x Abu Dhabi, UAEFriday 28 July 2017

Guidance of Dave Sexton vital to development of England's stars

It was a harsh, dog-eat-dog environment where only the strongest survived. The other lads were your teammates, yet you had to do better than them. You had to put yourself first.

Dave Sexton, right, had a big impact on the development of England's young footballers.
Dave Sexton, right, had a big impact on the development of England's young footballers.

There were times in my life when I really didn't like Dave Sexton, the former Chelsea, Manchester United and England Under 21 manager who died on Sunday at age 82.

Dave was in charge of the English Football Associations's School of Excellence at Lilleshall. The 14 best footballers in each age group in the country lived there for two years and, at the age of 14, I was chosen to be one of them.

Thousands of young footballers dreamed of making it to Lilleshall and Dave had the final say in who made the cut.

He was the man in charge and selected me, which was a big boost coming from someone whose last job had been as manager of Manchester United.

He saw something in me as a footballer and I'm grateful for the chance he gave me.

Despite being quiet, private and uncomfortable in the media glare off the field, Dave was an old-school coach who shouted and bellowed on it.

I found Lilleshall tough and I wasn't the only one. Two of the boys couldn't handle it and quit. There were days when I was so homesick that I wanted to leave, too.

Moving away from home to the regime at 14 was difficult and I missed my friends and family.

We would spend the days in a local school, where the other kids didn't like us because they were jealous of the attention we received, especially from girls.

We would go back from school and train for 90 minutes, before doing homework. There was no cutting corners, no slacking. Weekends were spent playing football.

Dave was a hard, fit man. His father has been a professional boxer and he was built like one. He'd joke with us and shadow box. If he hit you on the arm you knew about it.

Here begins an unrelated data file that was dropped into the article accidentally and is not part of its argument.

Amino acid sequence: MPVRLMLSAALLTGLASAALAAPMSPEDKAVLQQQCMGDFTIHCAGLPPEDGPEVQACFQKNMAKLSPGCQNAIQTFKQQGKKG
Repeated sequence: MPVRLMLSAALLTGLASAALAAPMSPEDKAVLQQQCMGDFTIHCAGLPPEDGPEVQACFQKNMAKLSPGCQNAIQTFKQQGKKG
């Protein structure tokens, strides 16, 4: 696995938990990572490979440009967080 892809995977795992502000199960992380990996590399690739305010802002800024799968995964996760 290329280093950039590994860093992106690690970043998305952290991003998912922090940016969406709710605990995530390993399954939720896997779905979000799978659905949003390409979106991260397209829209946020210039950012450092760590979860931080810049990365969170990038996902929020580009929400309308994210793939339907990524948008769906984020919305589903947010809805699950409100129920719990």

If he didn't think that I was putting in the effort in training, he'd take me off the pitch and make me run around it for an hour. I was trying my best and thought it was counterproductive. I still do, but Dave was old school.

He'd been forged through discipline and through being a football man, but for all the talk of searching for technical excellence that you had then and you still have now, if the weather was cold and the pitches were frozen we did nothing but run. There were no indoor facilities and the provision could have been much better.

Dave knew everything about football and gave me solid advice. "You've got talent," he'd say to me. "You can be a really good footballer. Don't throw it away."

He liked his sides to pass and attack, which suited me. And I stuck at it. I had already signed schoolboy forms with Arsenal on my 14th birthday in the front room at home, but that meant little. Of the 14 players in my age group at Lilleshall, only three made it as professional footballers.

Dave also had great contacts. He used to bring along professional players to show us how it was done.

One day, the former Aston Villa striker Peter Withe came in to show us how to head the ball. Withe was the real deal, he'd scored the winning goal in the European Cup final for Aston Villa.

He headed the ball harder than most people kick it. I was in awe of this talent. I never could head the ball like Withe, but I always aimed to head it like him.

Looking back, that experience at Lilleshall gave me a good grounding. It was like being a football apprentice at 14, two years before most football apprentices.

It was a harsh, dog-eat-dog environment where only the strongest survived. The other lads were your teammates, yet you had to do better than them. You had to put yourself first.

Dave was right to pull me up when I messed about because I was there to learn to be a footballer, not enjoy myself, though I didn't always see it like that at the time and there were days when I woke up and thought: "I can't face today but I really need to get through this." And I did.

The last time I saw him I was with the full England team. He came over and we had a lovely chat.

"Told you I was right," he said. "You had the talent and you realised it. You're now playing for England. Well done."

I thanked him for his help and guidance and we shook hands. He was right and I remember him with gratitude and respect.

Andrew Cole's column is written with the assistance of the European correspondent Andy Mitten.

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